I was about to lose everything – my car, house, business and income. I felt fear and shame. I had failed. Failed as an entrepreneur and businesswoman.
As a mother, my biggest fear was being unable to provide for my son, and I felt like it was becoming a reality. I was petrified!
This usually seems like the end of the story for most people, but in my case, it was just the beginning.
There will be moments in our lives when we will feel fear. It could be fear of anything – the dark, heights, flying, or the fear of failing.
I’m no different; I have some fears that sometimes feel insurmountable. Fear of drowning is one of them, but the fear that impacted my life the most was the one I felt back in 2013 when I lost everything and went bankrupt.
I’m sure some of you have heard of humans having a fight, freeze or flight mode in response to fear.
Well, I froze! I couldn’t think, feel or do anything! And for some time, I was surrounded by darkness. I mean negative thoughts about myself and the world, blaming myself, feeling ashamed, and having no confidence, self-belief or self-love. I became my worst enemy.
Instead of trying to find a way out of my situation, I was making it worse with my negative thoughts and attitude.
What was happening with me at the time?
I’m fascinated by how our mind controls everything. Over the years, I’ve been researching and the more I know, the more there is to learn about the mind and how it drives our behaviours and, ultimately, our lives.
The two primary reactions to fear are biochemical and emotional. The biochemical reactions drive our bodies’ response to perceived environmental threats, such as increased heart rate, dry mouth, feeling out of control, dilated pupils, trembling or sweating. This starts in the amygdala’s brain region and is how the body prepares to combat the danger or run away from it.
When it comes to emotional reactions, the response to fear is different and personalised. Some people might feel excited and full of adrenaline; others may feel tense, anxious, stressed and panicked.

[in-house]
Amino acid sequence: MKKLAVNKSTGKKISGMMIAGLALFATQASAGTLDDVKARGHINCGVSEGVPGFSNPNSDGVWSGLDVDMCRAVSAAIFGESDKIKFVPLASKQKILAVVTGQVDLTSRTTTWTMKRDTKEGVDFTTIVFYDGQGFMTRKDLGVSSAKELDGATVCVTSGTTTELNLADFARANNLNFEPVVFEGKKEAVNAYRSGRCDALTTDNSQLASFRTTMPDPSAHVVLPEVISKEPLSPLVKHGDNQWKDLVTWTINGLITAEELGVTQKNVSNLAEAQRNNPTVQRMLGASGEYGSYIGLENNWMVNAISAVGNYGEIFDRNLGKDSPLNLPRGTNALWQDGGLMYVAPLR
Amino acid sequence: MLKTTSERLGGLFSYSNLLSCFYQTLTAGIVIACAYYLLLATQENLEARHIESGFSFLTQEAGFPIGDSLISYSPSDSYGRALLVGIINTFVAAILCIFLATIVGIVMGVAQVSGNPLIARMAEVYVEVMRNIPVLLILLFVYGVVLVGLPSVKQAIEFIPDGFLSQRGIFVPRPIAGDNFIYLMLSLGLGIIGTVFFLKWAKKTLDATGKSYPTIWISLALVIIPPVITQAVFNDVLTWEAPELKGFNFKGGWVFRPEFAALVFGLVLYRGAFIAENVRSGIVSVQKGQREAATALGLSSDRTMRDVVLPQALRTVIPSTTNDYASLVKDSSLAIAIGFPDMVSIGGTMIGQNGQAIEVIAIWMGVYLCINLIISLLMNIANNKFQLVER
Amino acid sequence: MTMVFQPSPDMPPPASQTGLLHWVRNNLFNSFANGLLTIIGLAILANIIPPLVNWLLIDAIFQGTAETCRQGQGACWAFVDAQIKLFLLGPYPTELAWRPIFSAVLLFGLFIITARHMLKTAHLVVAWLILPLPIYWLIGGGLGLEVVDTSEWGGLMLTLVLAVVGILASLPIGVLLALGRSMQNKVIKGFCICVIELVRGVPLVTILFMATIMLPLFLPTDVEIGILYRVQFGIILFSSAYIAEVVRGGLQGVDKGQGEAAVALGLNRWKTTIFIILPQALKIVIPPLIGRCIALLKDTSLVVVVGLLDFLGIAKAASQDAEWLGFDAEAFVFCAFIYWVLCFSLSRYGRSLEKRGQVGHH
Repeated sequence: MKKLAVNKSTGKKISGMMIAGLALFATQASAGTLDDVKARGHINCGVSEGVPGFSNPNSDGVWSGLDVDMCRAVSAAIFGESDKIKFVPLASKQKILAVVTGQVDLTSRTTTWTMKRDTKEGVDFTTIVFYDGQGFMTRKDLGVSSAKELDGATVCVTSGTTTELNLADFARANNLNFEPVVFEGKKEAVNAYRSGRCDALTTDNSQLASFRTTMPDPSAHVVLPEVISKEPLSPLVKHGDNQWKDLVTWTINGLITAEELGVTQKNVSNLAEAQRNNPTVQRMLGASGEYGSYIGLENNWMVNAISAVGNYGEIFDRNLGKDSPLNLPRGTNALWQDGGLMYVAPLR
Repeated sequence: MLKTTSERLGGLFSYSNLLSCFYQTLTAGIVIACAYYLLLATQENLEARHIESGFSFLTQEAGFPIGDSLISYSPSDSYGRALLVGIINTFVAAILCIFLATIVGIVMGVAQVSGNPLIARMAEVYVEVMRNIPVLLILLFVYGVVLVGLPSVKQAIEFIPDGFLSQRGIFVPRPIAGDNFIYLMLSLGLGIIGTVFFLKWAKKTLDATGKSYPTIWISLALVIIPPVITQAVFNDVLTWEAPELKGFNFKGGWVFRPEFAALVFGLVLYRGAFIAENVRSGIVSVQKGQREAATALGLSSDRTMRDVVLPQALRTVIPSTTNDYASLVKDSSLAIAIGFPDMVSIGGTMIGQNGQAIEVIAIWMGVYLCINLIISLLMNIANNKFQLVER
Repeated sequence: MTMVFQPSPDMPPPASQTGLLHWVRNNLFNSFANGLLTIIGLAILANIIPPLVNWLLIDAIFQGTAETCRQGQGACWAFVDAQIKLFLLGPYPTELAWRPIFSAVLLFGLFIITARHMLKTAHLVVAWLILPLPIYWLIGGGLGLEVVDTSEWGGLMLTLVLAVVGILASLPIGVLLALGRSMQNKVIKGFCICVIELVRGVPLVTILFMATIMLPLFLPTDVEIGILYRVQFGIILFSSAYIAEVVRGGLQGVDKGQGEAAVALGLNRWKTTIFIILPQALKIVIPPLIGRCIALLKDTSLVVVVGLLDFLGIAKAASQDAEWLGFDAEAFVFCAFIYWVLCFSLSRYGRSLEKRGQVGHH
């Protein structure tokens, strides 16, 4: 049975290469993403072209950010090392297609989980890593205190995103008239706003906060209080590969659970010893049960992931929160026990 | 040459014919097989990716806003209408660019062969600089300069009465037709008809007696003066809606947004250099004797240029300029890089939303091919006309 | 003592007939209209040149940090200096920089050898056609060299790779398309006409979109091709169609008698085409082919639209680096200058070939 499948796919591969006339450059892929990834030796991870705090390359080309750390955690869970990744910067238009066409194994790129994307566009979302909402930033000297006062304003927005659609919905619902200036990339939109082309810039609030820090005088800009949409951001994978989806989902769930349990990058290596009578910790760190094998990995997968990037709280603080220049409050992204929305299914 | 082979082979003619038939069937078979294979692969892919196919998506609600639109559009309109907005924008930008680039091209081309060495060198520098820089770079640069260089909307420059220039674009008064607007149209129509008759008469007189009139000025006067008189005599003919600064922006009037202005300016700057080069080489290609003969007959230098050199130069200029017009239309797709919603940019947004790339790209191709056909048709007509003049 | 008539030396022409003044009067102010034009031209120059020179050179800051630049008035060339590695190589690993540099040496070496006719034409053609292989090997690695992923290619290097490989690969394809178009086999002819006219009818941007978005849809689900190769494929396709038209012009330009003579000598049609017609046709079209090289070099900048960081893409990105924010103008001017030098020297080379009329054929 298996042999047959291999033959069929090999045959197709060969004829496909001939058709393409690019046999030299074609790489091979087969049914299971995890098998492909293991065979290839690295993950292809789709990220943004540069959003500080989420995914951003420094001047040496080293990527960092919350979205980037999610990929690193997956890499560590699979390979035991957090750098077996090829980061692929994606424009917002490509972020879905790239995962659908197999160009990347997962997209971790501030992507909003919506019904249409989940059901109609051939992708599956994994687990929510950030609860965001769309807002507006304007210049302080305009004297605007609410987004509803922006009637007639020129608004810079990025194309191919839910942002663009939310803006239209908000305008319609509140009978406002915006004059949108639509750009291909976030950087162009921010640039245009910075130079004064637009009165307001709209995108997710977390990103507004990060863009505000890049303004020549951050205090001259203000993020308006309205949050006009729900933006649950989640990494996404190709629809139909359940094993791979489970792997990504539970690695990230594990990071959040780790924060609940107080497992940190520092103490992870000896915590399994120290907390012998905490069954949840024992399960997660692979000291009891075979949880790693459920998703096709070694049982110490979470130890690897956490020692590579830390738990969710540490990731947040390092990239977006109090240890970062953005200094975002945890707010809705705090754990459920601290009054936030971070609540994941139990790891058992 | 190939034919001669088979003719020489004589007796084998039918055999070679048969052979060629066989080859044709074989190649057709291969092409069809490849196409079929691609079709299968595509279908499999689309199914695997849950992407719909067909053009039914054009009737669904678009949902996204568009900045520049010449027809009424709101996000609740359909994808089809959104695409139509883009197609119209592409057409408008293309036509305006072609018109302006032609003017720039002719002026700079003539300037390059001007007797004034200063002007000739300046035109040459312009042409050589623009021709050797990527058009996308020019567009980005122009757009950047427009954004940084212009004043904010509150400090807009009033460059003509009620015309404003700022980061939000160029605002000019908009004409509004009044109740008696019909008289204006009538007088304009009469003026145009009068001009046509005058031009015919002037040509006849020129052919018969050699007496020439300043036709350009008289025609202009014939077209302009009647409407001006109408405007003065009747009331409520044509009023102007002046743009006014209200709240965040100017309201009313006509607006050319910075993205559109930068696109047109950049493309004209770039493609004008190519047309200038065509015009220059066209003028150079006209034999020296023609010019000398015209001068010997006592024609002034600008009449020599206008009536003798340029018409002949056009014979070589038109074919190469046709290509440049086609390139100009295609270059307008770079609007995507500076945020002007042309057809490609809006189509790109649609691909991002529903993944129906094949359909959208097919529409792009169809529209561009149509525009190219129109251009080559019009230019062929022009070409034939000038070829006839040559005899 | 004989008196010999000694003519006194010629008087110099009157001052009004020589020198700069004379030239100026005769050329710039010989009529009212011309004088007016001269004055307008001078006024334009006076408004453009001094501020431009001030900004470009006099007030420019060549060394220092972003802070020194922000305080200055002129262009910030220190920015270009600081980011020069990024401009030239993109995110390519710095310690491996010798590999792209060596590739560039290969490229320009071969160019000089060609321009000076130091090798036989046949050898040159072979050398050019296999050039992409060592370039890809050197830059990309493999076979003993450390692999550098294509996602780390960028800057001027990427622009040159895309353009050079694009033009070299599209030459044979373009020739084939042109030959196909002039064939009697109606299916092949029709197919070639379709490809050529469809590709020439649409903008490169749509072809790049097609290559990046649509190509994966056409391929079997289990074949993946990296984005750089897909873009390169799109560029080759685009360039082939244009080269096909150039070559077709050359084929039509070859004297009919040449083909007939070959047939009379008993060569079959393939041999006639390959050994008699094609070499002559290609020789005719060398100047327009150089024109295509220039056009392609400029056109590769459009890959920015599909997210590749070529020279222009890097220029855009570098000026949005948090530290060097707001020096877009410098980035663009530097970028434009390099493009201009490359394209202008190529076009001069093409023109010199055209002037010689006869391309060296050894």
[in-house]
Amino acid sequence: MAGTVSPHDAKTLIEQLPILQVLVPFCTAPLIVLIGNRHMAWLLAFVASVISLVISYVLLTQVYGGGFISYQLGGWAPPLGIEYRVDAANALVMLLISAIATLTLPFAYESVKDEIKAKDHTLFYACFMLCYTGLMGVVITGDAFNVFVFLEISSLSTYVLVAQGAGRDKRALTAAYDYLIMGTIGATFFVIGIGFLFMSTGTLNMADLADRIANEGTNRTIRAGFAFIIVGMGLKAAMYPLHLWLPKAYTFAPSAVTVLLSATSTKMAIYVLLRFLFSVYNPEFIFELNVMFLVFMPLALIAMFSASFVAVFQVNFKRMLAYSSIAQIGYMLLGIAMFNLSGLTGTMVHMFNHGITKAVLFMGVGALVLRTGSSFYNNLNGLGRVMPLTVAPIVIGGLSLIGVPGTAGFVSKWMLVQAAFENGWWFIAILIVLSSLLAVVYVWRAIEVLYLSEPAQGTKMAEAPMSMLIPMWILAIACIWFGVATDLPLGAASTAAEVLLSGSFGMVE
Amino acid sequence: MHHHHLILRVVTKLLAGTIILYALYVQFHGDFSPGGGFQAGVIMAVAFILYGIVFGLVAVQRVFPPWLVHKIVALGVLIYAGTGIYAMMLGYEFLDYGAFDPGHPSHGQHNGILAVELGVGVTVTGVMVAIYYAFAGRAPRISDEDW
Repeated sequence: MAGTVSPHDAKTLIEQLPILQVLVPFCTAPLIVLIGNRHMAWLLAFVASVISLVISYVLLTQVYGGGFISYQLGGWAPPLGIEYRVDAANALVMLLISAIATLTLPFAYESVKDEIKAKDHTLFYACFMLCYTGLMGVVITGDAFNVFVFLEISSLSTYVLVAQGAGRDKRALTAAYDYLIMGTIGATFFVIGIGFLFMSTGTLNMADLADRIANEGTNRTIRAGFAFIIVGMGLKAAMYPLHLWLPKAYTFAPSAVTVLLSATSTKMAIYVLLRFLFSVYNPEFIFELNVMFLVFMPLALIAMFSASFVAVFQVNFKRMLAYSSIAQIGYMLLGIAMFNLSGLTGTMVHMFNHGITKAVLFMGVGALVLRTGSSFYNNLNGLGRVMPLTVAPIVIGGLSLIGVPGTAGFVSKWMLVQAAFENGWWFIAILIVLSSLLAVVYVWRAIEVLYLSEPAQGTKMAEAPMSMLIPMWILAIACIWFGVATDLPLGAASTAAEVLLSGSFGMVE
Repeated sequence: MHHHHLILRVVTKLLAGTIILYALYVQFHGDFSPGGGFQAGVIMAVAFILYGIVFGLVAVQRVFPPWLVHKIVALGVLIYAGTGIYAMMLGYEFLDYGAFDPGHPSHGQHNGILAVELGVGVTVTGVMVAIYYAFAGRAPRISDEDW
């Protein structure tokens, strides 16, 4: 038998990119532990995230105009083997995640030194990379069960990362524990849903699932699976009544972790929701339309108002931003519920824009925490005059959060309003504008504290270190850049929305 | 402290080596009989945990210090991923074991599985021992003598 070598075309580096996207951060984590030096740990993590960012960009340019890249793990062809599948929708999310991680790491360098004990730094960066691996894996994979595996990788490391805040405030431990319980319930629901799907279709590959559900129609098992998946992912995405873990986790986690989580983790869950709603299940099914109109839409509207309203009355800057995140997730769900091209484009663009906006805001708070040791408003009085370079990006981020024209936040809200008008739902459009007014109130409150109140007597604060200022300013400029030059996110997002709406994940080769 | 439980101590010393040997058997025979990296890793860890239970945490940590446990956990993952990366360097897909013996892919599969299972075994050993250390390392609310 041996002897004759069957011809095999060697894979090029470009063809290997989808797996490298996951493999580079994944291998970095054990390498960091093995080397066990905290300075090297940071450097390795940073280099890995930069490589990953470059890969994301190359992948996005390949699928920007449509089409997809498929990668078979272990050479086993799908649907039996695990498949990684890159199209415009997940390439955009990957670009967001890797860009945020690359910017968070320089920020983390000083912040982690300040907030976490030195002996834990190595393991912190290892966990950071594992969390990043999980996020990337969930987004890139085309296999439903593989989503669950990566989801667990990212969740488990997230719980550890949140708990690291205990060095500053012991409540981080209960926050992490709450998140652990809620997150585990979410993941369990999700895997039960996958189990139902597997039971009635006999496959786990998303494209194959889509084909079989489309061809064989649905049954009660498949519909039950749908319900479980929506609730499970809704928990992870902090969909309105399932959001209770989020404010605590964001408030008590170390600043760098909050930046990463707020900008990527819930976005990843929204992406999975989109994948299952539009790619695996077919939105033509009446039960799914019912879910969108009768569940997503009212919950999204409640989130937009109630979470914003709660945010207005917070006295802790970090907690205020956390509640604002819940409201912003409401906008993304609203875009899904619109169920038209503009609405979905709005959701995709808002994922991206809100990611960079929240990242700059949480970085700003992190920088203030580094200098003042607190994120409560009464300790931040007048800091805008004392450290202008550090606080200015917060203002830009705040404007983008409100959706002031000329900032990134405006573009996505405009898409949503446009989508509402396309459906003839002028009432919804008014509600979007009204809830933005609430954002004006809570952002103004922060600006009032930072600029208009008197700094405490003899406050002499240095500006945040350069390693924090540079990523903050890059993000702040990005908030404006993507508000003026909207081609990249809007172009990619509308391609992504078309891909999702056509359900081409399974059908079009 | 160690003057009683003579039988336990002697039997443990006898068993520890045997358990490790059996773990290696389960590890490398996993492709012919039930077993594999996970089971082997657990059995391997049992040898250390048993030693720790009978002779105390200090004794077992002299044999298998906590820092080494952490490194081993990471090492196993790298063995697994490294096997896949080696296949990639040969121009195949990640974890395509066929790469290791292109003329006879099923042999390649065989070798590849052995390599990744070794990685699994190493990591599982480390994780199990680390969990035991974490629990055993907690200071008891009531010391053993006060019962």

Because the biology of fear has similar chemical reactions to positive emotions, we can experience either positive or negative emotions whenever we feel afraid.
In my case, my response was to freeze and allow panic to control my life for a few weeks.
How to overcome fear?
Stop and reflect: I forced myself to stop and reflect in my darkest hour. I turned inward to assess my values, wants, strengths and limitations.
Challenge your mindset
Don’t be afraid to ask yourself some hard questions.
In the experience shared above, I’ve reflected on questions such as:
- What does success look like to me?
- Does the fact that these businesses have failed mean I’m not successful?
- What could I have done differently?
- Do these failed businesses define me as an individual, woman, mother, or professional?
- What experiences did I have as a professional before these failures?
- Does my journey need to be the same as everyone else?
- Do I need to succeed in all my projects?
Reframe your thoughts
I had to reframe my thoughts and beliefs to move away from my negative thinking. Find out how to reframe your beliefs here.
The most important thing is to not allow yourself to be paralysed by fear. I use the OAM technique to keep moving forward. I Observe, Acknowledge and Move on.
- First, observe your emotions and feelings and understand why they are there.
- Then, acknowledge the fear and see it as an ally that, at some stage in your life, helped you but now needs to step down.
- Finally, define what you want, create your goals and make small steps towards your dreams. Move on and take action.
Life’s journey is not the same for everyone, and it will always have ups and downs. We need to understand that we are worthy and programmed for success. Be aware that all the negative inner talk is a lie promoted by our fears.
I came out of this experience much wiser, more determined and resilient, and so can you!
Remember that everything is happening for your good, and we all have the power to Face Everything And Rise!